By John L. Baeke

One of the many reasons our valley is such a charming place to live and visit are the many vineyards and wine-tasting rooms. Guests are drawn to these upscale imbiberies not just because of the mastery of the vintner’s product, but because of the ambience created by the Mediterranean architecture and manicured fields of California grapes.

In some parts of the country, pink flamingos, little jockeys, glass globes, wagon wheels and sundials are the yard art of choice. Such is not the case in the Santa Ynez Valley, at least not with some local vineyards.

A few of these establishments have seemingly perfected a trend, of sorts, showcasing old rusty vehicles as yard art. These rather odd objets d’ art have actually become signature monuments welcoming their guests with a most unique and whimsical greeting. They also seem to have the effect of attracting the curious.

Possibly the unintended originator of this art form was the late valley resident Ray Kroc (1902-1984), founder of McDonald’s restaurants and one-time owner of the San Diego Padres baseball team.

Kroc’s farm, on the north side of busy Mission Drive, commands no attention unless you notice tucked between the massive pines and palms a forlorn 1936 Ford truck. Says long-time neighbor Pat Roberts of Flag Is Up Farms, “Today the property is owned by Ray’s heirs. That truck has been sitting there as long as I remember.” Sort of like the old dog waiting for his master to return, I replied.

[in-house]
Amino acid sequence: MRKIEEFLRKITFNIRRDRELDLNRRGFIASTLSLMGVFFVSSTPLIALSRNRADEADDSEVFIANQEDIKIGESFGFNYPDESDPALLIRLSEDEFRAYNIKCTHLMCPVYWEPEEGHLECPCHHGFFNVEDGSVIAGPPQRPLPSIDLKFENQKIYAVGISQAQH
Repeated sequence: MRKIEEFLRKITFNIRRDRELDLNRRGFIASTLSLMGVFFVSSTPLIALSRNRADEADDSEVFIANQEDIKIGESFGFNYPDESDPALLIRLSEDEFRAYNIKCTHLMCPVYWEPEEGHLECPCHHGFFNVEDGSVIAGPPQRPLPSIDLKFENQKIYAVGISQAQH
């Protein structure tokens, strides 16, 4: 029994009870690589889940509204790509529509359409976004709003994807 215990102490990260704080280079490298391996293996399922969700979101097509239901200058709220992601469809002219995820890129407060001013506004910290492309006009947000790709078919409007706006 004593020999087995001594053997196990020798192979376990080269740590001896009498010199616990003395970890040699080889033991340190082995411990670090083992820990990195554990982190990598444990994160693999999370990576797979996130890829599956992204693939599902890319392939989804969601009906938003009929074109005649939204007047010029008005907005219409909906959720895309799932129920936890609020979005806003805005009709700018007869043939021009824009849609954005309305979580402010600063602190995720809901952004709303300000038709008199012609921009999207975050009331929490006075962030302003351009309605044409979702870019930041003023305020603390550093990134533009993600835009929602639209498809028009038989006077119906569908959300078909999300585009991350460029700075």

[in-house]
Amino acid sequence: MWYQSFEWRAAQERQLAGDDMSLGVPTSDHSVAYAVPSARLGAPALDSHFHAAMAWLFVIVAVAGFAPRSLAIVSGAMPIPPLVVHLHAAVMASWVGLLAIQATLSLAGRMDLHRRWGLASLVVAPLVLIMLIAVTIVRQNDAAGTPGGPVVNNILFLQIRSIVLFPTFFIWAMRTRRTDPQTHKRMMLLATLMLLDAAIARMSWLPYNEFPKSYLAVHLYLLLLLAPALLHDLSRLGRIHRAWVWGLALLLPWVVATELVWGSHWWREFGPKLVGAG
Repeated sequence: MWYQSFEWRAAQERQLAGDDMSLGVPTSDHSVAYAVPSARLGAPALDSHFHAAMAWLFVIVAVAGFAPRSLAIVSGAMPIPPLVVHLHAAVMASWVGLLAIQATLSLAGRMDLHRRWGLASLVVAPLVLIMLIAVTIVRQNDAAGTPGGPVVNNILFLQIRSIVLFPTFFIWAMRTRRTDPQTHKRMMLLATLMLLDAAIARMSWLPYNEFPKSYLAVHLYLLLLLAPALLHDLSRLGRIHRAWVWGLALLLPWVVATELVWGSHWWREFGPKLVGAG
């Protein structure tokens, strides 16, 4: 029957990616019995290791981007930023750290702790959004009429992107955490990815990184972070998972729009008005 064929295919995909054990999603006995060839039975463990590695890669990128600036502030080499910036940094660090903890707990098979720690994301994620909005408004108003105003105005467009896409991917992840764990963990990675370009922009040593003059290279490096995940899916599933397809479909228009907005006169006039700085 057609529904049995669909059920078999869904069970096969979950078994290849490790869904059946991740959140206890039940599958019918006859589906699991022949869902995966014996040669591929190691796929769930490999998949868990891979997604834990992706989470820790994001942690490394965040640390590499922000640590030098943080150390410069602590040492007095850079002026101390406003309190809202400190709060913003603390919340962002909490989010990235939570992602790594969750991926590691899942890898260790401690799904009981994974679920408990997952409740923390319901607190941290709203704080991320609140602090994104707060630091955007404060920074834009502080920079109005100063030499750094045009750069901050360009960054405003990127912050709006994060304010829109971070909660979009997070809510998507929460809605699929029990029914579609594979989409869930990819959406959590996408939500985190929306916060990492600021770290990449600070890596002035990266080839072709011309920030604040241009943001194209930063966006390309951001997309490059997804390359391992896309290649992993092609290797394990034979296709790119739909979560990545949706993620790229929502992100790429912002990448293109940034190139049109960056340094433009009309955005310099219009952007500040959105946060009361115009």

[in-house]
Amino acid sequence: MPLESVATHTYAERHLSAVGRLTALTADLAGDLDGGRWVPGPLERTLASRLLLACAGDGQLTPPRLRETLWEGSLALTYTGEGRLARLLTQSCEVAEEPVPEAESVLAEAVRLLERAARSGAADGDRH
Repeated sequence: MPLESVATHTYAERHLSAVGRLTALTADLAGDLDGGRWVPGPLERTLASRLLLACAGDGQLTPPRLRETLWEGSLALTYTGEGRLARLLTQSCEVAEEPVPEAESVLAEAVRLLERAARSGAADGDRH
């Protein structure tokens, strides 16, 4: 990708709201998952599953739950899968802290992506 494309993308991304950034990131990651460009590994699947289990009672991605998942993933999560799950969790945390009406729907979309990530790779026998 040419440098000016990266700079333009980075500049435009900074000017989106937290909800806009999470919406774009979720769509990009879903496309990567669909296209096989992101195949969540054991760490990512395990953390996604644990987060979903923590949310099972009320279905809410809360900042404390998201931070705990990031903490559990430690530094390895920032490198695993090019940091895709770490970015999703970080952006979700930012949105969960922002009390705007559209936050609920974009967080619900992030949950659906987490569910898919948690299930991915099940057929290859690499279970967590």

1930 Ford “dualie” of Saarloos & Sons Vineyard

Larry Saarloos, proprietor of Saarloos & Sons Vineyard, elevated such yard art to an art form. No drive through Ballard Canyon can possibly miss it. Framed by old pepper trees and acres of Syrah grapes is a 1930 Ford dualie flatbed truck. There it rests, wearing the vintner’s label.

Said Saarloos, “About fifty years ago, some old guy drove this truck through our vineyard and simply ran out of gas … right where she sits today, and that’s the story.” Or legend.

1930 Ford Model AA flatbed truck beside the massive oaks of Blackjack Vineyards.

Next notable is Roger Wisted. When he acquired the Blackjack Vineyards & Winery in 1996, apparently an unexpected treasure hidden in the ranch barn was a 1930 Ford truck, by coincidence, the same year and make as his friend’s, Saarloos. Wisted too found a proper place for this proud old gal, dusted her off, and today she is sitting among the rows of chardonnay grapes wearing the logo of Blackjack Vineyard.

Wisted says, “Never a day goes by that someone doesn’t pull over on Alamo Pintado Road to admire and take a photo.”

1942 Farmall tractor of Firestone Vineyards

Recently the vintner’s yard art craze has expanded to tractors as well. Adam Firestone with Firestone Vineyard rescued a 1942 Model-A Farmall tractor from a ranch in Salinas. It now proudly welcomes customers at their Barrelworks restaurant in Buellton.

Further down Highway 246, Foley Estates Vineyards has standing sentry at their entrance a similar old-time Farmall tractor once owned by Mrs. Foley’s father.

Foley Estates Vineyard and its vintage Farmall tractor.

To qualify as proper automotive (or truck or tractor) yard art, these vehicles have to be untouched by the restorer’s hand. Vehicles like this in such raw condition is what gives them character. In this the era of highbrow concours car shows, finding a relic with just the proper amount of abuse and neglect is much more difficult than simply driving to your local junk yard or taking a Sunday afternoon drive in the desert.

At least within the fraternity of Santa Ynez Valley winemakers, the preferred formula for the proper taste of vintage yard art is one with a robust full-body flavor of rust with the bouquet of vintage leather and just a hint of patina.

So as you drive by one of these establishments in your shiny new Escalade, don’t raise an eyebrow. Rather turn a smile and say “Cheers” for preserving just a bit of American motoring history.